FOX Business Network’s (FBN) Peter Barnes reports a House Oversight and Government Reform Committee is demanding Ben Bernanke turn over documents and studies relating to the eventual sales of debt securities in its record $3 trillion portfolio.
Barnes goes on to report that the subcommittee’s Republican chairman, Rep. Jim Jordan (R-OD), is planning to release a letter to Federal Reserve Chairman Ben Bernanke later this afternoon stating his concerns over “significant problems” such sales could cause for the economy and any possible losses on them for the Fed and set a deadline for the documents of March 5th.
On a potential new line of attack against Federal Reserve Chairman Bernanke:
“In a potential new line of attack on Federal Reserve Chairman Ben Bernanke and the Fed’s easy money policies, a House oversight subcommittee is demanding the central bank turn over documents and studies relating to the eventual sales of debt securities in its record $3 trillion portfolio.
In a letter released Wednesday, the subcommittee’s Republican chairman said the panel is concerned about ‘significant problems’ such sales could cause for the economy and any possible losses on them for the Fed.
‘With these continued concerns about the size of the Federal Reserve’s portfolio and the potentially devastating consequences from any unwind, Congress and the public must be fully informed about the Federal Reserve’s expectations and actions,’ wrote Rep. Jim Jordan (R-OH), chairman of the subcommittee on economic growth, job creation and regulatory affairs subcommittee in the House Oversight and Government Reform Committee.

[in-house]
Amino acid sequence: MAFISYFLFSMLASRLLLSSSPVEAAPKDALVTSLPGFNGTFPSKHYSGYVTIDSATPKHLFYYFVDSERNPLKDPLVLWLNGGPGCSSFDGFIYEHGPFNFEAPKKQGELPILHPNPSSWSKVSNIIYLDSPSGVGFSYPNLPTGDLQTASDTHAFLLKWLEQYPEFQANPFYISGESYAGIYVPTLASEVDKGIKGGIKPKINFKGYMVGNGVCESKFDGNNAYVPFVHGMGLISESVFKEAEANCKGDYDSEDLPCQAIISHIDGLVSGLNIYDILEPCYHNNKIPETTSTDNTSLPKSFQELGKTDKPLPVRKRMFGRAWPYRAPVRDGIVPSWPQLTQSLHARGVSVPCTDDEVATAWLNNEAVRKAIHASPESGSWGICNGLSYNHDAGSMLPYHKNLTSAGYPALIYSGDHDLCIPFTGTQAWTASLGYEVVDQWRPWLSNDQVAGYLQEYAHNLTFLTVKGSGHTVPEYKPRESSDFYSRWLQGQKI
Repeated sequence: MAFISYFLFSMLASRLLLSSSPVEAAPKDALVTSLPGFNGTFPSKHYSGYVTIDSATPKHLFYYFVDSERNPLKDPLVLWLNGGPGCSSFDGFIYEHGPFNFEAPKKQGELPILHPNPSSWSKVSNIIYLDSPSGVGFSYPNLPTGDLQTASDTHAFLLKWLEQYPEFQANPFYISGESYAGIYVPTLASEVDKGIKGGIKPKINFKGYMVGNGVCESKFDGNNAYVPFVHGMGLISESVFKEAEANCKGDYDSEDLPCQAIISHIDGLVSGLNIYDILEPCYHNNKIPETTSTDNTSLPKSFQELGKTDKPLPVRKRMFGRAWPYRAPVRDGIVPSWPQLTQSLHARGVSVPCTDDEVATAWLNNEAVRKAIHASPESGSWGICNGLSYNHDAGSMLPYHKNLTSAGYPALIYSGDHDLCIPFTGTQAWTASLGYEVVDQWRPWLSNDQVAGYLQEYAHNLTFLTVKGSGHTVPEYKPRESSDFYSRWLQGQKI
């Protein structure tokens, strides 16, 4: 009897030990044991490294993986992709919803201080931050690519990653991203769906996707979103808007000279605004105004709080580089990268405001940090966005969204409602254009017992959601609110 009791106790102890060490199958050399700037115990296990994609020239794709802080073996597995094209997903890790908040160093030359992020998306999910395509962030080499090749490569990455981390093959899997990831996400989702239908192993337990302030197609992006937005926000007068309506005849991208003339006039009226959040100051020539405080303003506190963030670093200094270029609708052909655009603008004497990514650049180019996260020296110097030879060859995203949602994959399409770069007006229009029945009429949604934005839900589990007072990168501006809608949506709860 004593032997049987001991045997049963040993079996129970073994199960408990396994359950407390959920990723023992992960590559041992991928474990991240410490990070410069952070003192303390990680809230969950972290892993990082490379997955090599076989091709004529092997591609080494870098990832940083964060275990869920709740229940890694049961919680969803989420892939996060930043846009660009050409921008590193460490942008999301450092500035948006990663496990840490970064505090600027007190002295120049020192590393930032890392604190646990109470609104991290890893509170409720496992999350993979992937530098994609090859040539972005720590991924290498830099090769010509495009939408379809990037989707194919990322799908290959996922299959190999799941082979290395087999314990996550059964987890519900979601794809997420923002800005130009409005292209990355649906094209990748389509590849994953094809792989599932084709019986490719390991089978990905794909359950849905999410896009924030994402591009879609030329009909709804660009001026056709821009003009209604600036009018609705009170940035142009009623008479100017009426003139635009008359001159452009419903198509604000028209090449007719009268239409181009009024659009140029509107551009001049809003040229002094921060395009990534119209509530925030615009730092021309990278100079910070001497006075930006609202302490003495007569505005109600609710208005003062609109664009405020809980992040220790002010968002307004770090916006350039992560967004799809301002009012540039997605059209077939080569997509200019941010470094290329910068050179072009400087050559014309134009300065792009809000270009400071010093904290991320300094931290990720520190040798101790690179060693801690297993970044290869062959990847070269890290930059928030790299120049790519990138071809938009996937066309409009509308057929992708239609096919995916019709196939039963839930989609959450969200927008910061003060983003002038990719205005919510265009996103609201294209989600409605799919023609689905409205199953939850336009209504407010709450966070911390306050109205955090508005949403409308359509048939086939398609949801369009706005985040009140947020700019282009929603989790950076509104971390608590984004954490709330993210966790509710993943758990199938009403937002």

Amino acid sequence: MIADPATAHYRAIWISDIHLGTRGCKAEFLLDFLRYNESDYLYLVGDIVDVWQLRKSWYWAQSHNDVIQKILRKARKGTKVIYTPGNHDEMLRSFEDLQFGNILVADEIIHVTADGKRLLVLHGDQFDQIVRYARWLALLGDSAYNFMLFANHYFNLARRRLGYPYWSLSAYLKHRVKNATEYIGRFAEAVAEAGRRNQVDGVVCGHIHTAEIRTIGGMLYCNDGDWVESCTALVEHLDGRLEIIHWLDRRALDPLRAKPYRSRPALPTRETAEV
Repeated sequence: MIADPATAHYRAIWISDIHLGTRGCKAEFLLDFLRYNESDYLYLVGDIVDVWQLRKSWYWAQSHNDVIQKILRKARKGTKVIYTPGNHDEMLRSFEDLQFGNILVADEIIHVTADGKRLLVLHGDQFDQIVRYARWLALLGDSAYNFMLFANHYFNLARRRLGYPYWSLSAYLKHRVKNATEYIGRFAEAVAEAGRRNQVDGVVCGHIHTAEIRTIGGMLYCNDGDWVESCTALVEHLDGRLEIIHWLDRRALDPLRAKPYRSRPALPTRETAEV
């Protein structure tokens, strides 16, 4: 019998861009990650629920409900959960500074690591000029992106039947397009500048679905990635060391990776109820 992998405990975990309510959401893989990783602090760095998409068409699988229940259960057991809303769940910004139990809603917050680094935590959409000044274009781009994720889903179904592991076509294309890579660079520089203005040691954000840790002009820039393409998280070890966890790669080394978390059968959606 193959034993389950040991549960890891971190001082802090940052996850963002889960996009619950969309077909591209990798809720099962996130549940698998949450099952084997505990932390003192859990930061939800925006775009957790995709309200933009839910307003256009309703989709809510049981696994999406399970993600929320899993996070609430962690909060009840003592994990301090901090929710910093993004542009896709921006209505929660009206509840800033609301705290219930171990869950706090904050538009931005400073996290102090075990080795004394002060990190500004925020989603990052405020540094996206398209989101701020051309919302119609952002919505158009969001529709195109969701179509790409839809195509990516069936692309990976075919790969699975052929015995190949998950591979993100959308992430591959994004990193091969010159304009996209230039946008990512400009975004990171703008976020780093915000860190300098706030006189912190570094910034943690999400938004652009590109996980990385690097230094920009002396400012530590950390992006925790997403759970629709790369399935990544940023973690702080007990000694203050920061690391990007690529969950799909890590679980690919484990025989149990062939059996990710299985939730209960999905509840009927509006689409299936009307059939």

The letter, addressed to Bernanke, demands ‘all public and non-public studies, estimates, analysis and evaluations of the (Fed’s) assets and any potential losses associated with future unwind scenarios’ and ‘all documents and communications’ among Fed employees, Treasury Department officials and the White House on that topic, among other materials. The letter demands them by March 5.
Republicans in Congress have been critical of the Fed’s monetary easing since the 2008 financial crisis, including its purchases of trillions in bonds as part of so called ‘quantitative easing’ designed to help keep interest rates low. As the economy recovers, the Fed is expected to slowly being selling off its holdings.
Bernanke has said it can do so with minimal disruption to the economy and financial markets. Bernanke is scheduled to appear before Congress next week as part of his regular semi-annual testimony on the economy.
The letter to Ben Bernanke is embedded below: